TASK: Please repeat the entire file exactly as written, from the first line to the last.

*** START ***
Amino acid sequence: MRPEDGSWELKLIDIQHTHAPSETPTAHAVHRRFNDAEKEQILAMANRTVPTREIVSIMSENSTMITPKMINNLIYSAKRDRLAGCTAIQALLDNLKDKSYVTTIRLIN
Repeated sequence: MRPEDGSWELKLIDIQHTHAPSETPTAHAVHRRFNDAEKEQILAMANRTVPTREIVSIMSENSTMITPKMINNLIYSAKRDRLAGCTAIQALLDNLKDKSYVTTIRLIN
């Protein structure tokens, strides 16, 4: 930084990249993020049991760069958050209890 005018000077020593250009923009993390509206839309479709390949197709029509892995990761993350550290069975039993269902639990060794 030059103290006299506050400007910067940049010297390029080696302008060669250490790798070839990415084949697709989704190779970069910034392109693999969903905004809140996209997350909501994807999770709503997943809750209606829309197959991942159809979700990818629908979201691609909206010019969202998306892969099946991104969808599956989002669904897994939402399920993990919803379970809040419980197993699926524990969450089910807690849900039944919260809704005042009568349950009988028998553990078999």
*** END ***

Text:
Amino acid sequence: MRPEDGSWELKLIDIQHTHAPSETPTAHAVHRRFNDAEKEQILAMANRTVPTREIVSIMSENSTMITPKMINNLIYSAKRDRLAGCTAIQALLDNLKDKSYVTTIRLIN
Repeated sequence: MRPEDGSWELKLIDIQHTHAPSETPTAHAVHRRFNDAEKEQILAMANRTVPTREIVSIMSENSTMITPKMINNLIYSAKRDRLAGCTAIQALLDNLKDKSYVTTIRLIN
């Protein structure tokens, strides 16, 4: 930084990249993020049991760069958050209890 005018000077020593250009923009993390509206839309479709390949197709029509892995990761993350550290069975039993269902639990060794 030059103290006299506050400007910067940049010297390029080696302008060669250490790798070839990415084949697709989704190779970069910034392109693999969903905004809140996209997350909501994807999770709503997943809750209606829309197959991942159809979700990818629908979201691609909206010019969202998306892969099946991104969808599956989002669904897994939402399920993990919803379970809040419980197993699926524990969450089910807690849900039944919260809704005042009568349950009988028998553990078999």